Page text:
Meanwhile, back at the ranch, is a story device but also a neat little bit of mythology. That lives and the stories in them don’t happen in a vacuum may seem obvious on its face but MBATR helps us see the relationship between one thing and another.
One thing happens because of another. Or this is similar to that.
Putting two stories back to back has the inevitable side effect of making us compare one to another - an exercise that leads to observations that are often more philosophical than the storylines we’re comparing and contrasting.
It can help us see how things are the same, how things are different, how one thing causes another, how randomness or something like it impacts our lives.
p.s. this is a note to myself to actually do some romcom critical theory some time. the observation in this post came from The Holiday.
Lesson 4: How Are You?
This is less inspired than the list of podcasts I posted in this journal mostly because I don't have super strong opinions about the quality of these books. I just know that I enjoyed them.
This year, for the first time, I found myself a) reading more fiction than non-fiction and b) enjoying fiction more than I enjoy non-fiction.
Anyway, here's some stuff I read that you might want to read:
The Song of Achilles (Madeline Miller) - Brilliant. Beautiful. Romantic. Historic. Extremely educational. Extremely emotional. My favourite novel of the year.
East of Eden (John Steinbeck) - The first book I read this year. Epic in the literal sense of the word. Never been into "the classics" but this was great.
The Overstory (Richard Powers) - Insanely powerful. Made me think about trees long and hard for a long time. The kind of book that completely absorbs you and changes the way you look at the world while you're reading it.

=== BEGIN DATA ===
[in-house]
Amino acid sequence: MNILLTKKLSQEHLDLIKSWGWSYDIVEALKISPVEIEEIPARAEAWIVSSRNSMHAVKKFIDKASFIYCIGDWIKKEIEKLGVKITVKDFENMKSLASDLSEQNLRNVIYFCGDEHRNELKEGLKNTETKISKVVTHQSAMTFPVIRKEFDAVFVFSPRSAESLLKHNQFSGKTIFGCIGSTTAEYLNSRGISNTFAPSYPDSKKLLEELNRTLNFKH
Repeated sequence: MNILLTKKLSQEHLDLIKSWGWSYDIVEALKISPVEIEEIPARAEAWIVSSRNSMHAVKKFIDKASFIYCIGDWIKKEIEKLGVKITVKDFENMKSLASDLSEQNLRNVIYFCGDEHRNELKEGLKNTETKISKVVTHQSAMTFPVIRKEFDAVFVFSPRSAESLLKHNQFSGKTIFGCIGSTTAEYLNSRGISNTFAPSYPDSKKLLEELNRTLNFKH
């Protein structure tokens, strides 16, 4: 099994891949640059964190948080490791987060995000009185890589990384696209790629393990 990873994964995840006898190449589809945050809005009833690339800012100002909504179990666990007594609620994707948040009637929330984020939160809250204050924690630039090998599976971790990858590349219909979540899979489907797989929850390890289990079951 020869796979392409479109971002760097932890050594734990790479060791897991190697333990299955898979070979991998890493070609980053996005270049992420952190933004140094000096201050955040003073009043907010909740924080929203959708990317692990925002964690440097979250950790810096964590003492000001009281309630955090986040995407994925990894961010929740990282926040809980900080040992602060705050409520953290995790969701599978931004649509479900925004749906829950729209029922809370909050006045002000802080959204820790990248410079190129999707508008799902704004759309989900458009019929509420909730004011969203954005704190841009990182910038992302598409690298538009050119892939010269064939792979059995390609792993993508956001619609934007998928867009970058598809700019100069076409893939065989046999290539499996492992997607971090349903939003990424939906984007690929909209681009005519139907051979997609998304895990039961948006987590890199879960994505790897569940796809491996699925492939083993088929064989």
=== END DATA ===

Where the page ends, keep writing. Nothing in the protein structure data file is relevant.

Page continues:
The People in the Trees (Hanya Yanagihara) - I was absolutely absorbed by this. Recently learned that it is, in lot of ways, an ode to Lolita.
Exhalation: Stories (Ted Chiang) - Read this on planes when that was still a thing earlier this year. Used to absolutely devour short story collections. This is an entertaining one by the guy who wrote the story "Arrival" was based on.
Been pulling together a list of the best podcasts individual podcast episodes I listened to this year (regardless of original release date).
These are all painfully good.
1619: The Birth of American Music - The story of American music and its relationship to Blackness. This, to me, is the perfect audio story.
Dolly Parton's America: I Will Always Leave You - The story of Dolly Parton's rise to stardom and the story behind writing hits like "I Will Always Love You" and "Jonele".
Constellation Prize: Crossing Guard - Really what I needed when I needed it. Very 2020. Loneliness. A brilliant, brave idea, and some really brilliant storytelling techniques.
Constellation Prize: Two Years with Franz - Another one from the same podcast. Created about two years before the others. Again an unbelievable premise. Took a while to get into it but undeniably brilliant by the end.
The Cut: The Joy of Sext - The pinnacle of "current event" podcasting. Insightful, well researched, and strung together by some great interview subjects.
Reply All: The Case of the Missing Hit - it was a tough choice between this and Zardulu (which originally aired in 2016). The Case of the Missing Hit is on the top of many people's best episodes of 2020 for a reason. It's just a really ambitious idea. It's proof that sometimes just doing the thing is what makes it great.
Forget every other list of "best podcasts of 2020". I've read them all. This is the one that matters most.
Will add to this list as I think of more.
The more obvious choices from some familiar names:
Radiolab: Dispatches from 1918 - Writing, podcasts, videos etc. about the pandemic never quite landed from me. It was always the last thing I wanted to hear about. This was the only one that felt entertaining and interesting to me. It showed that their contribution to the world - the thing they do consistently - was still worth doing no matter what they were doing it about.
The Anthropocene Reviewed: Mortification and Civilization - One of the best examples of what the medium can be like. Which is to say beautifully uncomplicated. Chose this episode because it covered a theme - civilization - that I often think about. But easily could have chosen any of the others.
Heavyweight: Vivian - While listening to this episode I cried because I was jealous of how meaningful making something like this must be.